The Law Reflected in Studies
Yes, once all nicotine use ends, a single subsequent use is extremely accurate in predicting full and complete relapse. Whether it happens immediately or even when we think we’ve gotten away it, the brain’s “pay attention” circuitry records the relapse event in high definition memory. It will be etched along side survival instinct memories recording the behaviors needed to keep us alive.
The 1990 Brandon lapse/relapse study followed 129 smokers who successfully completed a two-week stop smoking program for two additional years. Lapse was defined as any tobacco use regardless of how much.
Among those who lapsed, the mean number of days between the end of the “quitting” program and lapse was two months (58 days), with nearly all lapsing within the first three months. While 14% took only one or two puffs, 42% smoked the entire cigarette, while the average smoked about two-thirds. A second cigarette was smoked by 93.5% who had lapsed. Nearly half (47%) smoked that second cigarette within 24 hours, with one in five smoking it within an hour (21%). Still, a mean average of nine days passed between subjects sampling their first and second cigarette. Clearly, most of them likely thought they’d gotten away with it, that they were controlling the uncontrollable.
The Brandon study found that 60% who lapsed “asked for” the cigarette (bummed it), 23% purchased it, 9% found it, 6% stole it, and 2% were offered it. Also of note, 47% who lapsed drank alcohol prior to doing so.
Overall, the study found that 88% who “tasted” a cigarette relapsed. In discussing the finding Brandon wrote, “The high rate of return to regular smoking (88%) once a cigarette is tasted suggests that the distinction between an initial lapse and full relapse may be unnecessary.” “In our study, high initial confidence levels may have reduced subjects' motivation to acquire skills and engage productively in treatment.”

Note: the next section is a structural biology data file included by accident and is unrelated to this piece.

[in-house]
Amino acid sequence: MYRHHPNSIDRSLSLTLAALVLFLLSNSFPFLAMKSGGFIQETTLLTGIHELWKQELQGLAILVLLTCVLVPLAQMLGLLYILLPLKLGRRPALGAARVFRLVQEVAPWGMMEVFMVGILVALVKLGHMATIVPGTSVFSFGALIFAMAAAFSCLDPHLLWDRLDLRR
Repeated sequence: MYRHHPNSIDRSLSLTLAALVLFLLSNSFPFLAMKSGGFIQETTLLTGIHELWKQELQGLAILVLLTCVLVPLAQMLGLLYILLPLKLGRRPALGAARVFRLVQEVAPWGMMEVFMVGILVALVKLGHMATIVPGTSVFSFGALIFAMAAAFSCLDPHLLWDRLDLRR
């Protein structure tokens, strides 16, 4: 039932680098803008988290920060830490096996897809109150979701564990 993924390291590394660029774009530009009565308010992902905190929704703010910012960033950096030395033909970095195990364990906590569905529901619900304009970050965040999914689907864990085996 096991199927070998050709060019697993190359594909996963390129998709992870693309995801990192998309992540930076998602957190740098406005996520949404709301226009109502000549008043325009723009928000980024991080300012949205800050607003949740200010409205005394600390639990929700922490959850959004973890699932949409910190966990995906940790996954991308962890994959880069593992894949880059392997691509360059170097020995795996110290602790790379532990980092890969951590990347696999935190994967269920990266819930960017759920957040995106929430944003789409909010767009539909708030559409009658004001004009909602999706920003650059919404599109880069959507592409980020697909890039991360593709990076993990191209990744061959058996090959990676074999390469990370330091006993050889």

The Brandon study’s finding was echoed by the 1990 Boreland study, which followed callers to an Australian telephone quit smoking line. There, among 339 quitters who lapsed (123 who didn’t make it an entire day and 172 who quit for at least 24 hours) 295 or 87% experienced relapse within 90 days.
Although the challenges of recovery have ended for hundreds of millions of now comfortable ex-users, each lives with nicotine dependency’s imprint permanently burned into their brain. Even after 10, 20 or 30 years, they remain wired for relapse.
We’re not stronger than nicotine but then we don’t need to be. It is only a chemical. Like the salt or pepper in our shakers, it has an I.Q. of zero. Like the sugar in our sugar bowl, it cannot plot, plan, think or conspire. And it is not some big or little monster that dwells inside us.
Our blood serum becomes nicotine-free and withdrawal peaks in intensity within three days of ending all nicotine use. But just one powerful jolt of nicotine and the deck gets stacked against us. The odds of us having the stamina to withstand and endure nicotine’s influence upon the brain without relapsing are horrible. While Brandon and Boreland teach us that relapse isn’t 100% guaranteed, I encourage you to treat and see one hit of nicotine as though it were.
Our greatest weapon has always been our infinitely superior intelligence. The most important recovery lesson our intelligence can master is that being 99% successful at not using nicotine equates to an 87% to 88% chance of defeat.